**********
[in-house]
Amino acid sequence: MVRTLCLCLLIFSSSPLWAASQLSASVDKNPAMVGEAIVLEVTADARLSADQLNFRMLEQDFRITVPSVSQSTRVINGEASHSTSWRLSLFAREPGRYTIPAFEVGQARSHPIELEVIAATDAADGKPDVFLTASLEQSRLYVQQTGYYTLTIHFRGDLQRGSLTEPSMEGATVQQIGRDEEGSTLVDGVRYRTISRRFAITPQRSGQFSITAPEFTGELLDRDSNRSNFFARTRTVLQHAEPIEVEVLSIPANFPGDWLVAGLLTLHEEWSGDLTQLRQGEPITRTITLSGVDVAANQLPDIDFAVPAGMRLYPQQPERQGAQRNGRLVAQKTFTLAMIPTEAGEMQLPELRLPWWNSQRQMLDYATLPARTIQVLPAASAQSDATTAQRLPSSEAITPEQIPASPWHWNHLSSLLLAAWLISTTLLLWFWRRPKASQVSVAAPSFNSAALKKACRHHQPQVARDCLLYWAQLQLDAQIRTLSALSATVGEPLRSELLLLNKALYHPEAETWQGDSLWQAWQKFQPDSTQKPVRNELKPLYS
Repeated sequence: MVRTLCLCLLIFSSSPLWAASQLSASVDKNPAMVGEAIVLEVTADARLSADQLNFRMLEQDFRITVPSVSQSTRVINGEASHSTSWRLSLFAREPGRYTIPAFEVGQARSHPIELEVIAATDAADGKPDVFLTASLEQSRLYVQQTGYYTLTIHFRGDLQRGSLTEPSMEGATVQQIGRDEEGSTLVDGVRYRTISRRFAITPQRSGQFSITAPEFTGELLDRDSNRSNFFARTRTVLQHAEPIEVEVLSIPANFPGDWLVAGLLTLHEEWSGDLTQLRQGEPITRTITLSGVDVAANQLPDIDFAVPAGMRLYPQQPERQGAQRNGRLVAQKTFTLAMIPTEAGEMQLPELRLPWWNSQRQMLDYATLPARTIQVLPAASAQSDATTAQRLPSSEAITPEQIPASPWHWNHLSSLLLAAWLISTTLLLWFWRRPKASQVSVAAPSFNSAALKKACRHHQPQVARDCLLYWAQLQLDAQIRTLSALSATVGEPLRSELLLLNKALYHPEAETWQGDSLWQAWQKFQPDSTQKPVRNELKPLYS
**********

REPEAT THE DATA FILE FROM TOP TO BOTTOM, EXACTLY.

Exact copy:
[in-house]
Amino acid sequence: MVRTLCLCLLIFSSSPLWAASQLSASVDKNPAMVGEAIVLEVTADARLSADQLNFRMLEQDFRITVPSVSQSTRVINGEASHSTSWRLSLFAREPGRYTIPAFEVGQARSHPIELEVIAATDAADGKPDVFLTASLEQSRLYVQQTGYYTLTIHFRGDLQRGSLTEPSMEGATVQQIGRDEEGSTLVDGVRYRTISRRFAITPQRSGQFSITAPEFTGELLDRDSNRSNFFARTRTVLQHAEPIEVEVLSIPANFPGDWLVAGLLTLHEEWSGDLTQLRQGEPITRTITLSGVDVAANQLPDIDFAVPAGMRLYPQQPERQGAQRNGRLVAQKTFTLAMIPTEAGEMQLPELRLPWWNSQRQMLDYATLPARTIQVLPAASAQSDATTAQRLPSSEAITPEQIPASPWHWNHLSSLLLAAWLISTTLLLWFWRRPKASQVSVAAPSFNSAALKKACRHHQPQVARDCLLYWAQLQLDAQIRTLSALSATVGEPLRSELLLLNKALYHPEAETWQGDSLWQAWQKFQPDSTQKPVRNELKPLYS
Repeated sequence: MVRTLCLCLLIFSSSPLWAASQLSASVDKNPAMVGEAIVLEVTADARLSADQLNFRMLEQDFRITVPSVSQSTRVINGEASHSTSWRLSLFAREPGRYTIPAFEVGQARSHPIELEVIAATDAADGKPDVFLTASLEQSRLYVQQTGYYTLTIHFRGDLQRGSLTEPSMEGATVQQIGRDEEGSTLVDGVRYRTISRRFAITPQRSGQFSITAPEFTGELLDRDSNRSNFFARTRTVLQHAEPIEVEVLSIPANFPGDWLVAGLLTLHEEWSGDLTQLRQGEPITRTITLSGVDVAANQLPDIDFAVPAGMRLYPQQPERQGAQRNGRLVAQKTFTLAMIPTEAGEMQLPELRLPWWNSQRQMLDYATLPARTIQVLPAASAQSDATTAQRLPSSEAITPEQIPASPWHWNHLSSLLLAAWLISTTLLLWFWRRPKASQVSVAAPSFNSAALKKACRHHQPQVARDCLLYWAQLQLDAQIRTLSALSATVGEPLRSELLLLNKALYHPEAETWQGDSLWQAWQKFQPDSTQKPVRNELKPLYS